PARIS (Reuters Breakingviews) - Techno music from a portable speaker sounded the alarm at 1 p.m. sharp on Saturday, in front of the McDonald’s at Charles de Gaulle airport. Dozens of men and women quickly donned the yellow vests, or gilets jaunes, that have become the uniform of a movement which has for 17 weeks galvanized the French Republic and defied President Emmanuel Macron’s government.
For an hour the group circled Terminal 1, dancing joyously, waving tricolor flags and banners, and chanting. Their target: Macron’s plan to sell ADP, the operator of Paris’s largest airport. Police, wearing armour that gave them the look of Tin Men from Oz, followed the throng as television cameras captured the proceedings. There were no violent clashes, no Citroëns set alight. The “flash-mob” was a success, according to its organiser Benjamin Elia, because the idea was “to manipulate the media”.
Their work done, most of the gilets jaunes, named after the garb that’s an obligatory staple of every French automobile, dispersed. Many proceeded to central Paris, where protests continued by the Eiffel Tower and the Arc de Triomphe, that enduring symbol of France’s turn from monarchy to empire to republic, to empire again, and eventually to today’s Fifth Republic. The yellow vests want to usher in a sixth by way of a citizens’ referendum.
Well, some do. Others advocate a universal basic income. Or nationalising the banks. Getting rid of the euro, and returning to the franc, is another popular rallying cry. Saturday’s crew wanted to block a sale of the state’s stake in ADP to the highest bidder. And the whole uprising initially began to protest plans for diesel and petrol tax hikes, which have since been ditched. But a lowering of the speed limit endures, provoking yet others to protest.
Yellow-vest fever cannot be easily pinned down, nor are its grievances readily addressed. And nobody’s in charge. Elia pulled together Facebook propaganda. A chap in a Lenin cap, Philippe de Veulle, acted as the group’s lawyer, advising security personnel that the demonstration would be peaceful. But don’t call them leaders: the idea, after all, is to replace the current system of representative government. But that too depends on who’s doing the speaking.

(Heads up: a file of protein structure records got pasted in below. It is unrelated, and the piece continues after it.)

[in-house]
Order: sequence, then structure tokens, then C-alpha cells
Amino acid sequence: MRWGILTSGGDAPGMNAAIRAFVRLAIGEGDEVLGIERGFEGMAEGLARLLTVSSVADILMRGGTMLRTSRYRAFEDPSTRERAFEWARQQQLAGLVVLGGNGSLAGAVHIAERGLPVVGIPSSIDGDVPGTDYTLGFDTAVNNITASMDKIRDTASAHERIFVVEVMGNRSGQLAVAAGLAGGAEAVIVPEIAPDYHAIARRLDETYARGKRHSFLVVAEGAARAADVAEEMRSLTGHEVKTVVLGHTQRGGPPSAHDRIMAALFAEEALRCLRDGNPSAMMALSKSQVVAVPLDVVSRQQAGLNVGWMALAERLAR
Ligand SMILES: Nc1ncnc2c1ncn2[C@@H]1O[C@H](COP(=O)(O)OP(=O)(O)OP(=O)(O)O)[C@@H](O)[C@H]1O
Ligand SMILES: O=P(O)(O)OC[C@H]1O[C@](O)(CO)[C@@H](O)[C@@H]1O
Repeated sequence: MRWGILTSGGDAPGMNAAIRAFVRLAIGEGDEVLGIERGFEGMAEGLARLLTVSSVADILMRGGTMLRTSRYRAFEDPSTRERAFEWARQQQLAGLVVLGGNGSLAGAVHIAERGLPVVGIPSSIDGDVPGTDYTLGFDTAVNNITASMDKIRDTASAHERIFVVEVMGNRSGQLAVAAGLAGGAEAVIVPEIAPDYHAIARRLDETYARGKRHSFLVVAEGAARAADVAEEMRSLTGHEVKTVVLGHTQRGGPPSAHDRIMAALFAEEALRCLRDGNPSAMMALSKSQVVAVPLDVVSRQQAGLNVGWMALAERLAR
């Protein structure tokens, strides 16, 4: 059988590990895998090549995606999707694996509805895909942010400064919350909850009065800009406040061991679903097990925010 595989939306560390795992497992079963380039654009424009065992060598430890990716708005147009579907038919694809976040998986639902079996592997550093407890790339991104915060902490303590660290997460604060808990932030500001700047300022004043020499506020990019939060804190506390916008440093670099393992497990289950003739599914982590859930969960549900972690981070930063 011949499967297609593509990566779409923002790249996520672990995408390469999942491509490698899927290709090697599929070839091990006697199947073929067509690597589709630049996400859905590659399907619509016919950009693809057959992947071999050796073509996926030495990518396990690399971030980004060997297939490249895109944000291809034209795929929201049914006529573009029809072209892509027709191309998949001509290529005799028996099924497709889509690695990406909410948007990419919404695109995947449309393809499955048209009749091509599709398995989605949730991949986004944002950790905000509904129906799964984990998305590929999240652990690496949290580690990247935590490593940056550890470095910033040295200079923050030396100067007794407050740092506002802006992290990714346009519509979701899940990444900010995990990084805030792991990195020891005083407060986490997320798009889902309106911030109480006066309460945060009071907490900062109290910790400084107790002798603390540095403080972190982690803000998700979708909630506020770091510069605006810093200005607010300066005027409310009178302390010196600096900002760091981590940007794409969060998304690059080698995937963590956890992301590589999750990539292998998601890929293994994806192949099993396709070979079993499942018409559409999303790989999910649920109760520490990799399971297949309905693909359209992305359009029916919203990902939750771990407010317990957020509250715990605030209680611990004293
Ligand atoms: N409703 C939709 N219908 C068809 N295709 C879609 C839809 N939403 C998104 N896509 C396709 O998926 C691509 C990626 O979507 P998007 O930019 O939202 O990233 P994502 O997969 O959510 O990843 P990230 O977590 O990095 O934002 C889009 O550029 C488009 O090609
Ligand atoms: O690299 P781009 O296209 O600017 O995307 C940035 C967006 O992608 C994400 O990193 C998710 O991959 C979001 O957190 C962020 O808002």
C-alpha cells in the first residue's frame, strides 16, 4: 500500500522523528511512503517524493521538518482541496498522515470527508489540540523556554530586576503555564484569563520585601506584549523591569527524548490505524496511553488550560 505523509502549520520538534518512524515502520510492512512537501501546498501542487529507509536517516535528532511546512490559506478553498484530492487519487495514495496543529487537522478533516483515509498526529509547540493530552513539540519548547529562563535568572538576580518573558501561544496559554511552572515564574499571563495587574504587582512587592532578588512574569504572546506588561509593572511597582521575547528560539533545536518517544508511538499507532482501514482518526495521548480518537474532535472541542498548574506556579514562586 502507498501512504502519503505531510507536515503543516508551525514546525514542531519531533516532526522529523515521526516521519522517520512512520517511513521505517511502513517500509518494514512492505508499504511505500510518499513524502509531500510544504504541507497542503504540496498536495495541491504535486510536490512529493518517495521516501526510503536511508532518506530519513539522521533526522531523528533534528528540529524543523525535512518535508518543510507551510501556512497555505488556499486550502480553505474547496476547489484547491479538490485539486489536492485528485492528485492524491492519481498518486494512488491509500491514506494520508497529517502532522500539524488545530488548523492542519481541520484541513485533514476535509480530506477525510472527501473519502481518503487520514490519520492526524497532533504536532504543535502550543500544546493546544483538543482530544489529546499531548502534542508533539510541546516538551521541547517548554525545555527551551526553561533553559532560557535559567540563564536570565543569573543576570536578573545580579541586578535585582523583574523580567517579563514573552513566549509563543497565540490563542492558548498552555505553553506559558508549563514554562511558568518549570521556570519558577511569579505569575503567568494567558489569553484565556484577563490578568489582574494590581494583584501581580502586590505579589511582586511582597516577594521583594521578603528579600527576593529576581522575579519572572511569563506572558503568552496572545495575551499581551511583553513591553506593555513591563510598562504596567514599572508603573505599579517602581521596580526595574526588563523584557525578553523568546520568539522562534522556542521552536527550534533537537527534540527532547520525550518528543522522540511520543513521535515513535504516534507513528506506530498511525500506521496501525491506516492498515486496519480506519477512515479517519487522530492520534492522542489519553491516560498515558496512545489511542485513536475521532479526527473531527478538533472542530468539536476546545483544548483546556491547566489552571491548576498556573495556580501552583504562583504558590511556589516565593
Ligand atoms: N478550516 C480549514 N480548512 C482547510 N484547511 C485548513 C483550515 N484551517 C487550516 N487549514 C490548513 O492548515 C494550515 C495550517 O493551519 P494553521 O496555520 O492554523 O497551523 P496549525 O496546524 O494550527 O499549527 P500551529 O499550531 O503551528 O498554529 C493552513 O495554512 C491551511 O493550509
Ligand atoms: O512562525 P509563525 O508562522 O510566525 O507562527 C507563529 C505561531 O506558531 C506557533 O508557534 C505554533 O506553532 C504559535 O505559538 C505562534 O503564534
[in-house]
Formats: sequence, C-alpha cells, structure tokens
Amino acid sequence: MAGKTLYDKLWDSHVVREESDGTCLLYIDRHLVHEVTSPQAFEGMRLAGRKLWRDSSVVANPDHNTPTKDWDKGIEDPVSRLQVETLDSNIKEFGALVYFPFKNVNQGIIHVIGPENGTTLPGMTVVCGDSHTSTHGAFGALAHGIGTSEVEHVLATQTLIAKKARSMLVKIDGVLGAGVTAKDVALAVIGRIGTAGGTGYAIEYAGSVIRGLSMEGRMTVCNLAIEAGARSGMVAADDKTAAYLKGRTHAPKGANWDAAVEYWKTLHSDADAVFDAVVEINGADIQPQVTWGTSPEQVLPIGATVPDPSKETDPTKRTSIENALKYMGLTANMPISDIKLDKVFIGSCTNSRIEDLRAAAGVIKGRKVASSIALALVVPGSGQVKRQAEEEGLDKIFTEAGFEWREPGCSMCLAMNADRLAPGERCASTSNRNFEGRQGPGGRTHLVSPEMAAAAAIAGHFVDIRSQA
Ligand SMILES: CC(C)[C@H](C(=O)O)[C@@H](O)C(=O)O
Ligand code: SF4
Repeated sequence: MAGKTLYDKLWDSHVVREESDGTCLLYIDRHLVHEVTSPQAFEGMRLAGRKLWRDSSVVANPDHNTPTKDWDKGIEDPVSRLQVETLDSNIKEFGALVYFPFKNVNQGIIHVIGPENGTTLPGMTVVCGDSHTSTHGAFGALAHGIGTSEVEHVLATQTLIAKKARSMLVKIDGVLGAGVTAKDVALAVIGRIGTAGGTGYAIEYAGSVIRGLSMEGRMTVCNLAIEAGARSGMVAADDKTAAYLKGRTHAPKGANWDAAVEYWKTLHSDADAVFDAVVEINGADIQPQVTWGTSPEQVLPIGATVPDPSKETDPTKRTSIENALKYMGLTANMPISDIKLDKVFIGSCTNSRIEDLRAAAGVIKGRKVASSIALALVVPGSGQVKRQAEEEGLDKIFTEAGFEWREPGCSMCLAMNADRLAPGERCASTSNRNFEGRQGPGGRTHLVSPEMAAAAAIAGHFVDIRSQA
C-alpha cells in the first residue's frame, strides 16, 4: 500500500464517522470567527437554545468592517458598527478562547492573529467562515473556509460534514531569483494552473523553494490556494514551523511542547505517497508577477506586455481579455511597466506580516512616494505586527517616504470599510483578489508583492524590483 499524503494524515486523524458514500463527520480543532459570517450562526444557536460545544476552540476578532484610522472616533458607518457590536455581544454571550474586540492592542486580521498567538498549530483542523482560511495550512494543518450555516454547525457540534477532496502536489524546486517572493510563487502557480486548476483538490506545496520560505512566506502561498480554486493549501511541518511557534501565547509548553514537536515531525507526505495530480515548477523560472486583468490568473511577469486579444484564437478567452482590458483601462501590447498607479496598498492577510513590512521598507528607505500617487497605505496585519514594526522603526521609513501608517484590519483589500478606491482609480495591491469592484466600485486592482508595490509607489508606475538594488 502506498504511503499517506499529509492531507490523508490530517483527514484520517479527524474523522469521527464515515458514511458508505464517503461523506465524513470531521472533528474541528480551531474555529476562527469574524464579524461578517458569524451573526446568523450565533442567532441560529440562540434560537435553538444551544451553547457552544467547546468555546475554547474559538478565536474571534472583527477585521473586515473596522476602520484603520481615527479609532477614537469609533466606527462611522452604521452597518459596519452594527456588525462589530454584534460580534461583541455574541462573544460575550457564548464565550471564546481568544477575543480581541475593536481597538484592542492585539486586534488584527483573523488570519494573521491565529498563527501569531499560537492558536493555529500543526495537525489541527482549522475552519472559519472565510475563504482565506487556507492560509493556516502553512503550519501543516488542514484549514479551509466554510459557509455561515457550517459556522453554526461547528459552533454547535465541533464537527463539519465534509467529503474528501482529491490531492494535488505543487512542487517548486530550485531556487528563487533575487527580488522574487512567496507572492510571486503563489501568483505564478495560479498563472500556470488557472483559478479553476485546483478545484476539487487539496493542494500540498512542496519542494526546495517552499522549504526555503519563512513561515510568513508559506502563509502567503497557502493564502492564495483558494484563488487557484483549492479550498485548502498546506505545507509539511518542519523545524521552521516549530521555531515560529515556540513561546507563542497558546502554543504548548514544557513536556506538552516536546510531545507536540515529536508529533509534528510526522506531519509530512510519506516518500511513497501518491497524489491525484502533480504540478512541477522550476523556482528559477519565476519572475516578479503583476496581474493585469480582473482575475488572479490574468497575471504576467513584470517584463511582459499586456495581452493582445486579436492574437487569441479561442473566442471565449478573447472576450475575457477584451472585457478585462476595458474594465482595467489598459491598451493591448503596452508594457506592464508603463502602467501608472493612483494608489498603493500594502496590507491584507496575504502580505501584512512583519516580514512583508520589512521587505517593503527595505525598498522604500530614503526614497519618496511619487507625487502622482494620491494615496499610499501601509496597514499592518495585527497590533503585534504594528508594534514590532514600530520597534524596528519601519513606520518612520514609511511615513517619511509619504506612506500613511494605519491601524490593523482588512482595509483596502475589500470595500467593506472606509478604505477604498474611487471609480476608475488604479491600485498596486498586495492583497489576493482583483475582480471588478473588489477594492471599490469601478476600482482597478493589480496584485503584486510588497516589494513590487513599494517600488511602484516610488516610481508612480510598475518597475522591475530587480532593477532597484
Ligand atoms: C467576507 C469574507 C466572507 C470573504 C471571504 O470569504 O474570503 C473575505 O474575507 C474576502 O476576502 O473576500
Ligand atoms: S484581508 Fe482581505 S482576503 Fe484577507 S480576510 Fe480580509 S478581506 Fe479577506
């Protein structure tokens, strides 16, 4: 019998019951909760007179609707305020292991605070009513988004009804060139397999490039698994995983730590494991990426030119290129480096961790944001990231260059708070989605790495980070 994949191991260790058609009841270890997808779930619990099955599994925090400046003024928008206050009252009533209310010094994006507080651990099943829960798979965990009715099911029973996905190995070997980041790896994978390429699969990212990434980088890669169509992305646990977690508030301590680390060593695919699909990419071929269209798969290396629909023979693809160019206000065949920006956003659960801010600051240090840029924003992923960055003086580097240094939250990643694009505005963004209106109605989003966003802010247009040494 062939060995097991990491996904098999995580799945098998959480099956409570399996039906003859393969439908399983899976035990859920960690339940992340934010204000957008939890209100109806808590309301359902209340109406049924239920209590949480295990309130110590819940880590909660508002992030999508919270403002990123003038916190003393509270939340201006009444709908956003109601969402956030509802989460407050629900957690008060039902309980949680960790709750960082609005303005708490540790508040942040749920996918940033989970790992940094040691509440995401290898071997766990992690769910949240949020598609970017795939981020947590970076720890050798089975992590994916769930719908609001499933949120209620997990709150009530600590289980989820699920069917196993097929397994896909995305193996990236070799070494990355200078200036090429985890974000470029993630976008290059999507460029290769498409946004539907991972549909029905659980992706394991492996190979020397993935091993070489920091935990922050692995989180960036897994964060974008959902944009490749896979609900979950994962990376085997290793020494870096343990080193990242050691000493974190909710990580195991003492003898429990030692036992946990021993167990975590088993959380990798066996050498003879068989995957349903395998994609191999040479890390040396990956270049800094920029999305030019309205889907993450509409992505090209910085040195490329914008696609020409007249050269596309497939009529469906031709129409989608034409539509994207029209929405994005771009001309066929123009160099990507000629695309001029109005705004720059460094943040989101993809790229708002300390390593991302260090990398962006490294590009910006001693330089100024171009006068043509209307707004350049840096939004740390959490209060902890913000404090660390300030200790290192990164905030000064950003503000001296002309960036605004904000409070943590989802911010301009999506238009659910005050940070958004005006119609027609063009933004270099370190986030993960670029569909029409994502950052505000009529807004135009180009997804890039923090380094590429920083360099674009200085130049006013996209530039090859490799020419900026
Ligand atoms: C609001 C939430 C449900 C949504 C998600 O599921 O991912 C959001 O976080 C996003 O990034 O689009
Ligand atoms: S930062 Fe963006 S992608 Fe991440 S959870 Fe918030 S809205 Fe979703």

No wonder Macron is struggling to defuse the unrest and keep liberalising the economy. Having ignored the first rumblings over the fuel tariffs, the French leader was caught off guard not simply by the force of the protests every Saturday, but by high approval ratings for the gilets jaunes: as much as double his own lowly standings.
After dropping the planned fuel tax hike, and adding some 10 billion euros to social welfare spending, Macron embarked on a three-month “grand national debate”, criss-crossing France to conduct town hall meetings with local leaders and ordinary citizens. During that time, the size of the protests has diminished. But as the airport spectacle showed, they haven’t gone away, only grown more specific about their grievances.
“Act 18 is going to be huge,” Elia says, referring to this Saturday’s 18th week of protests. Gilets jaunes from across the country will descend on Paris to confront the government, he says, asking, “What’s the point of the big debate now?”
Yet Macron could ask the same question of the yellow vests without receiving a clear answer. What began as a specific set of complaints from motorists in the countryside has mutated into a catch-all for France’s grievances, which sometimes cross party political divides.
The airports fracas is a case in point. Here the gilets jaunes have some common ground with the French Senate, which in February dealt a temporary setback to the government’s ADP privatisation proposals. Those opposed to the plan liken it to selling the family jewels and draw parallels with the past sale of highways to private enterprises, which then hit citizens with crippling tolls. The biggest of those companies, Vinci, owns 8 percent of ADP – and might like to own more.
ADP is, however, already partially privatised. Royal Schiphol, Credit Agricole, individuals and institutional investors, as well as employees (many required to wear yellow vests to work) own 49.4 percent of ADP, which is worth 17 billion euros on the bourse.
Moreover, ADP’s business – and by extension its value to French taxpayers – is partly a function of the decision by other sovereign nations to privatise their airports. Nearly a third of ADP’s 4.5 billion euros of revenue in 2018 came from airports outside of France, including facilities in Macedonia, Jordan, Croatia and 14 in Turkey. A large slice of what the yellow vests call their patrimony derives from Turks, Jordanians and others selling theirs.
As with so many of the gilet jaunes’ gripes, the ADP situation requires nuance to properly resolve. And like the Occupy Wall Street crusade that came – and went – in New York and elsewhere after the 2008 financial crisis, the French movement’s failure to focus and its temptation to spread itself too thinly, may be the establishment’s best weapon against the upstarts.
- Additional reporting by Willa Juniper.
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